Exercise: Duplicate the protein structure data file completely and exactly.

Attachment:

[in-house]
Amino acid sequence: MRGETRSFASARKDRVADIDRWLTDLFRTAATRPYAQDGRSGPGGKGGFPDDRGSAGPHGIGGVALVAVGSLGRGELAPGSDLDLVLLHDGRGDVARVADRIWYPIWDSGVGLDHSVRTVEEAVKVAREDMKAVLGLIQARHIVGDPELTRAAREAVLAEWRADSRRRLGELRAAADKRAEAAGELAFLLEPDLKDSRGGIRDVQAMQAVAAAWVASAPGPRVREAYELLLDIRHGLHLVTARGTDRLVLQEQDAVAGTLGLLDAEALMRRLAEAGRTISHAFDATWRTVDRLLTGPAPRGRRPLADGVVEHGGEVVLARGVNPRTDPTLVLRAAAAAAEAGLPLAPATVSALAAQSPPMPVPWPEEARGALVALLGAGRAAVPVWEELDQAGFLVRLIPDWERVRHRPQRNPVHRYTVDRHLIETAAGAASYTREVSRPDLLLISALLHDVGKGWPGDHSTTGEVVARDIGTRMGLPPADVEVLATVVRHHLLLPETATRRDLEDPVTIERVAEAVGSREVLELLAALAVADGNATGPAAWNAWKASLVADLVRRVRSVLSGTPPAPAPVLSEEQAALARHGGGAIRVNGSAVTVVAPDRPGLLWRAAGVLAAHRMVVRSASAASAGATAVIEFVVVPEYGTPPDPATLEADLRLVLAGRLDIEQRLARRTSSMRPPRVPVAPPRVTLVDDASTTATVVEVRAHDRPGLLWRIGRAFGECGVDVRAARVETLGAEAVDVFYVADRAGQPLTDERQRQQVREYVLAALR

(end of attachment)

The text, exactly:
[in-house]
Amino acid sequence: MRGETRSFASARKDRVADIDRWLTDLFRTAATRPYAQDGRSGPGGKGGFPDDRGSAGPHGIGGVALVAVGSLGRGELAPGSDLDLVLLHDGRGDVARVADRIWYPIWDSGVGLDHSVRTVEEAVKVAREDMKAVLGLIQARHIVGDPELTRAAREAVLAEWRADSRRRLGELRAAADKRAEAAGELAFLLEPDLKDSRGGIRDVQAMQAVAAAWVASAPGPRVREAYELLLDIRHGLHLVTARGTDRLVLQEQDAVAGTLGLLDAEALMRRLAEAGRTISHAFDATWRTVDRLLTGPAPRGRRPLADGVVEHGGEVVLARGVNPRTDPTLVLRAAAAAAEAGLPLAPATVSALAAQSPPMPVPWPEEARGALVALLGAGRAAVPVWEELDQAGFLVRLIPDWERVRHRPQRNPVHRYTVDRHLIETAAGAASYTREVSRPDLLLISALLHDVGKGWPGDHSTTGEVVARDIGTRMGLPPADVEVLATVVRHHLLLPETATRRDLEDPVTIERVAEAVGSREVLELLAALAVADGNATGPAAWNAWKASLVADLVRRVRSVLSGTPPAPAPVLSEEQAALARHGGGAIRVNGSAVTVVAPDRPGLLWRAAGVLAAHRMVVRSASAASAGATAVIEFVVVPEYGTPPDPATLEADLRLVLAGRLDIEQRLARRTSSMRPPRVPVAPPRVTLVDDASTTATVVEVRAHDRPGLLWRIGRAFGECGVDVRAARVETLGAEAVDVFYVADRAGQPLTDERQRQQVREYVLAALR